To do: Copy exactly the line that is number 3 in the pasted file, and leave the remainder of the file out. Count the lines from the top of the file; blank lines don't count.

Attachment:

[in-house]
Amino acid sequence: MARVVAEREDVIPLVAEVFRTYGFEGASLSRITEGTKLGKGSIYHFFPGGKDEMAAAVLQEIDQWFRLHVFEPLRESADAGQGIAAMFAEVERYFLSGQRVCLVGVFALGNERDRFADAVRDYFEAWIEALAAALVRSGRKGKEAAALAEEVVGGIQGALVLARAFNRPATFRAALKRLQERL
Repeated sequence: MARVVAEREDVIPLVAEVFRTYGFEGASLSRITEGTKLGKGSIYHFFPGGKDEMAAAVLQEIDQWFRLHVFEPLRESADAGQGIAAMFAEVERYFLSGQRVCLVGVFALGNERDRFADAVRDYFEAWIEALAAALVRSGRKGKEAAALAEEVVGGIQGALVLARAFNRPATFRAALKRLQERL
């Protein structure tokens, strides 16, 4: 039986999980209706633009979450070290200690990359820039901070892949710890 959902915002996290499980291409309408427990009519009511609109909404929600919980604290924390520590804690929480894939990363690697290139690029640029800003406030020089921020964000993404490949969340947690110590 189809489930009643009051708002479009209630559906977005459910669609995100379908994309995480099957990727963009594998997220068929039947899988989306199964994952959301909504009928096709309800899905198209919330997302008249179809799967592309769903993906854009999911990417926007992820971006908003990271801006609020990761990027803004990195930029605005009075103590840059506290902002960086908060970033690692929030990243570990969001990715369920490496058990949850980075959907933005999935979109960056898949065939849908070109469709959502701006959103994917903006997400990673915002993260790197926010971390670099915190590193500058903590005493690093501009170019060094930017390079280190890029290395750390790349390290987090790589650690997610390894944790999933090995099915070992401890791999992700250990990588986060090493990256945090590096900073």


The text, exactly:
Repeated sequence: MARVVAEREDVIPLVAEVFRTYGFEGASLSRITEGTKLGKGSIYHFFPGGKDEMAAAVLQEIDQWFRLHVFEPLRESADAGQGIAAMFAEVERYFLSGQRVCLVGVFALGNERDRFADAVRDYFEAWIEALAAALVRSGRKGKEAAALAEEVVGGIQGALVLARAFNRPATFRAALKRLQERL